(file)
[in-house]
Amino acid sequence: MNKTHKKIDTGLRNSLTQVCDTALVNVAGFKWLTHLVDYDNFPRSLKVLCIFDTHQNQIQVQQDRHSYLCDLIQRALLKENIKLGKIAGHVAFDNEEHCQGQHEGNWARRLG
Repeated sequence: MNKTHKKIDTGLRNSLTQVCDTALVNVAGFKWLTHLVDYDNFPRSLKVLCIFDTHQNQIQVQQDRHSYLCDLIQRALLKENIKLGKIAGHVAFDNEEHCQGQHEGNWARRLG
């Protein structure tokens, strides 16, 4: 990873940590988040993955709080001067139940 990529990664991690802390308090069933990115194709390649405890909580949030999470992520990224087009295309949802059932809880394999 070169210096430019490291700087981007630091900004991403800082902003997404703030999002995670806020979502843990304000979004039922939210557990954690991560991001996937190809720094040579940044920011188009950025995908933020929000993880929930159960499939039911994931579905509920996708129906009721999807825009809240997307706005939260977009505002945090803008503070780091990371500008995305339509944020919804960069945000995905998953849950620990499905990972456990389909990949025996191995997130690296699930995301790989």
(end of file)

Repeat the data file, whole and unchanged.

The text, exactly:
[in-house]
Amino acid sequence: MNKTHKKIDTGLRNSLTQVCDTALVNVAGFKWLTHLVDYDNFPRSLKVLCIFDTHQNQIQVQQDRHSYLCDLIQRALLKENIKLGKIAGHVAFDNEEHCQGQHEGNWARRLG
Repeated sequence: MNKTHKKIDTGLRNSLTQVCDTALVNVAGFKWLTHLVDYDNFPRSLKVLCIFDTHQNQIQVQQDRHSYLCDLIQRALLKENIKLGKIAGHVAFDNEEHCQGQHEGNWARRLG
């Protein structure tokens, strides 16, 4: 990873940590988040993955709080001067139940 990529990664991690802390308090069933990115194709390649405890909580949030999470992520990224087009295309949802059932809880394999 070169210096430019490291700087981007630091900004991403800082902003997404703030999002995670806020979502843990304000979004039922939210557990954690991560991001996937190809720094040579940044920011188009950025995908933020929000993880929930159960499939039911994931579905509920996708129906009721999807825009809240997307706005939260977009505002945090803008503070780091990371500008995305339509944020919804960069945000995905998953849950620990499905990972456990389909990949025996191995997130690296699930995301790989």